Knocking on debt's door
25 June 1996
7 January 2014
26 September 2013
27 March 2014
31 January 2014
7 March 2014
Not long ago, the decision over whether to use the High Court or county court for debt recovery was easy. With limited exceptions, claims over £600 were made in the High Court - it was quicker, had better control of paperwork and had a sheriff who was more successful in enforcement than his county court counterpart, the bailiff. However, things changed with the advent of the Courts and Legal Services Act 1990 and its related legislation.
The increase in the county courts' jurisdiction over debt and the corresponding rise in High Court issue fees, plus a decrease in recoverable fixed costs on debts of up to £3,000 and on costs recoverable on fieri facias meant that debt collectors had to think twice about the right forum for action.
Clients had to been advised that although still the swifter and more effective venue, particularly in terms of enforcement by execution against goods, the High Court was now much more costly. Clients also ran the risk of having their action struck out of the High Court on smaller debt matters.
Later on, although it became less likely that an action would be struck out because it was issued in the High Court, an application to transfer the matter from the central office or district registry to another registry was more likely to be transferred down to the county court unless the claim exceeded £25,000. The convention that a plaintiff should have conduct of matters up to the summons for directions was dropped more often than not.
On transfer to the county court, the complicated provisions of Order 17 Rule 11 came into play and the simple debt case you had been asked to deal with for a small fixed fee became something quite different.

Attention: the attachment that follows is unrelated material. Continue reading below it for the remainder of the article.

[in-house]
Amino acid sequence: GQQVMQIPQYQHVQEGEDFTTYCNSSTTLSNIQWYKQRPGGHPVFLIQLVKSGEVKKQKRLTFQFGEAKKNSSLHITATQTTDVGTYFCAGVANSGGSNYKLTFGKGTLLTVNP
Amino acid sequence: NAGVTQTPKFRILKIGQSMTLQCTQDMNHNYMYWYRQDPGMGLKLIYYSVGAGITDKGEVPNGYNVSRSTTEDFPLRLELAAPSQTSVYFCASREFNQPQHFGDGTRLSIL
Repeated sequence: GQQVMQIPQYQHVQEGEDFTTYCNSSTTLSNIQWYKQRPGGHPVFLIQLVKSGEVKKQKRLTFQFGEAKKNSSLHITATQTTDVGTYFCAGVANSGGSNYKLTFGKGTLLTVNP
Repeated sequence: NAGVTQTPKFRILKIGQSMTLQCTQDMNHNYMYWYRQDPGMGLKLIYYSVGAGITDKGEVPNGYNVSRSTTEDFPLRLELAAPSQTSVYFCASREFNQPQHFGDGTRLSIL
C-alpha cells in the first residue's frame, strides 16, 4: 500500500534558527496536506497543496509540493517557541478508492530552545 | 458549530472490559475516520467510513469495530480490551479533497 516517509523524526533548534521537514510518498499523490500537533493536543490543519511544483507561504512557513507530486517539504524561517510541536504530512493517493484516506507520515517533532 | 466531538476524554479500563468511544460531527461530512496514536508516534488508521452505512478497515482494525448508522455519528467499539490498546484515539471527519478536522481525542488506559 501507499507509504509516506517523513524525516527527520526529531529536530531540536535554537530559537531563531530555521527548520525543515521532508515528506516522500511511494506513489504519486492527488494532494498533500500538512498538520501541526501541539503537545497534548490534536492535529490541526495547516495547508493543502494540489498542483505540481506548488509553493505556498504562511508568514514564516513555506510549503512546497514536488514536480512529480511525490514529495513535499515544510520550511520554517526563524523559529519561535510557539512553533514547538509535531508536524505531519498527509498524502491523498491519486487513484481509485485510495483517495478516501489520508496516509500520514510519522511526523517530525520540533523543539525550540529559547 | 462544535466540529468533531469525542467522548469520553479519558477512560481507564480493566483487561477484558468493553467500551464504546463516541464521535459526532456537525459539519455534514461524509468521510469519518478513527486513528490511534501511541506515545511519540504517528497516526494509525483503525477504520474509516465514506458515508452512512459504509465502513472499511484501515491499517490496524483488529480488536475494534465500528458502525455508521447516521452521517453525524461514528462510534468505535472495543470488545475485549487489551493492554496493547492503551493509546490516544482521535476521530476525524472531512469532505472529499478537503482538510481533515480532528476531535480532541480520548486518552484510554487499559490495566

The client eventually came to terms with the new legislation and debt recovery moved out of the High Court and into the province of the county court, seen by hardliners as a further strengthening of the 'Debtors' Charter' which had started with the abolition of imprisonment for non-payment of debt.
The direct effect of many of these changes has been to impose a larger burden of volume debt recovery work on the county court, which in turn has caused further delays in processing matters. The Lord Chancellor's Department alleviated some of these problems for high-volume users by introducing a Summons Production Centre and the County Court Bulk Centre for handling post-issue work. But many clients were still left with the more problematic route of enforcement through the county court's bailiff.
High Court sheriffs still have the incentive to expedite and maximise recoveries to obtain larger poundage. And there is no doubt that a significant number of trade debt clients still prefer the High Court route.
However, many clients have also cautiously welcomed the Lord Chancellor's plan to increase creditors' access to enforcement by sheriffs while simultaneously increasing the efficiency and effectiveness of the bailiff service for those who continue to use it.
Clients now wait for Lord Woolf's review of debt, due to be delivered in July after the Woolf committee's involvement in access to justice reform.